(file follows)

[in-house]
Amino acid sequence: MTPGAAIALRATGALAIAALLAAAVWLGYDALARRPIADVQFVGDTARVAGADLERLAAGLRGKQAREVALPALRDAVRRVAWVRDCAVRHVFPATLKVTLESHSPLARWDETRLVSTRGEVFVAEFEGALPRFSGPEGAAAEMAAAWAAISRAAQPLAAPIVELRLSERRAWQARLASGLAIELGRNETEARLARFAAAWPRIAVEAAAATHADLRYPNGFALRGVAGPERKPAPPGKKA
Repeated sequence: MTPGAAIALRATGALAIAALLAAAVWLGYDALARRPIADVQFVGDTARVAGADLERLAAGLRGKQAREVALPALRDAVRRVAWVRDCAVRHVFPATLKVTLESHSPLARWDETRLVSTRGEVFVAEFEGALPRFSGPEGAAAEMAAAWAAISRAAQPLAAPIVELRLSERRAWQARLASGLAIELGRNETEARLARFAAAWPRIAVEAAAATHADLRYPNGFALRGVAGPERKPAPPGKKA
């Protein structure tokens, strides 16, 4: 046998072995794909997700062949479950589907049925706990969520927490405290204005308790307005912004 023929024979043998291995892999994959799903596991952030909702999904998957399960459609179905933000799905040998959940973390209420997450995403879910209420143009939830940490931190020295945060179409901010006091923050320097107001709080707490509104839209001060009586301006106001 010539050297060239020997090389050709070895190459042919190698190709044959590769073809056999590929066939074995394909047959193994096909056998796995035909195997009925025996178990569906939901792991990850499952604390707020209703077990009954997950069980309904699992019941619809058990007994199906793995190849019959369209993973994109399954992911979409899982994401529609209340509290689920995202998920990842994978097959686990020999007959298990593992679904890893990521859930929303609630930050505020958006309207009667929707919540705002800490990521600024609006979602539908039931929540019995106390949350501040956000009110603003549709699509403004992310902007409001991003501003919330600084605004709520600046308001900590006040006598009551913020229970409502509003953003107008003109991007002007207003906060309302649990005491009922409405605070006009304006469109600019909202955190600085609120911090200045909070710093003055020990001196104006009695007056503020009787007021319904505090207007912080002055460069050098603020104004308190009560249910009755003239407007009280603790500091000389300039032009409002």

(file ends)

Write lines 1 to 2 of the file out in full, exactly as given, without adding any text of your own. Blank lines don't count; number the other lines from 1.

[in-house]
Amino acid sequence: MTPGAAIALRATGALAIAALLAAAVWLGYDALARRPIADVQFVGDTARVAGADLERLAAGLRGKQAREVALPALRDAVRRVAWVRDCAVRHVFPATLKVTLESHSPLARWDETRLVSTRGEVFVAEFEGALPRFSGPEGAAAEMAAAWAAISRAAQPLAAPIVELRLSERRAWQARLASGLAIELGRNETEARLARFAAAWPRIAVEAAAATHADLRYPNGFALRGVAGPERKPAPPGKKA